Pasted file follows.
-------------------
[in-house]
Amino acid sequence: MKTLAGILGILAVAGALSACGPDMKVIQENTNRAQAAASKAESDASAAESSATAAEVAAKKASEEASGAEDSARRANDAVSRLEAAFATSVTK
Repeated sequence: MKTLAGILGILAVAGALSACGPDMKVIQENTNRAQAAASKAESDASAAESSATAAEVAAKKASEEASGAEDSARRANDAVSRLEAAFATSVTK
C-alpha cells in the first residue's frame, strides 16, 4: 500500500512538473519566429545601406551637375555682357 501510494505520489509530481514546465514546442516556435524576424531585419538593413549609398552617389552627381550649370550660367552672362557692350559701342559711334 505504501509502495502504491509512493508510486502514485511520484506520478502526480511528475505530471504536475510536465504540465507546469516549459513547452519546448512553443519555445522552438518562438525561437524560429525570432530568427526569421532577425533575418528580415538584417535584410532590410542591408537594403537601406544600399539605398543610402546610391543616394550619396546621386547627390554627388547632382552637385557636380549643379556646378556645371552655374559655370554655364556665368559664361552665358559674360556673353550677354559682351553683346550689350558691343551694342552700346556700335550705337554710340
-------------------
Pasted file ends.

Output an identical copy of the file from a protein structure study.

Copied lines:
[in-house]
Amino acid sequence: MKTLAGILGILAVAGALSACGPDMKVIQENTNRAQAAASKAESDASAAESSATAAEVAAKKASEEASGAEDSARRANDAVSRLEAAFATSVTK
Repeated sequence: MKTLAGILGILAVAGALSACGPDMKVIQENTNRAQAAASKAESDASAAESSATAAEVAAKKASEEASGAEDSARRANDAVSRLEAAFATSVTK
C-alpha cells in the first residue's frame, strides 16, 4: 500500500512538473519566429545601406551637375555682357 501510494505520489509530481514546465514546442516556435524576424531585419538593413549609398552617389552627381550649370550660367552672362557692350559701342559711334 505504501509502495502504491509512493508510486502514485511520484506520478502526480511528475505530471504536475510536465504540465507546469516549459513547452519546448512553443519555445522552438518562438525561437524560429525570432530568427526569421532577425533575418528580415538584417535584410532590410542591408537594403537601406544600399539605398543610402546610391543616394550619396546621386547627390554627388547632382552637385557636380549643379556646378556645371552655374559655370554655364556665368559664361552665358559674360556673353550677354559682351553683346550689350558691343551694342552700346556700335550705337554710340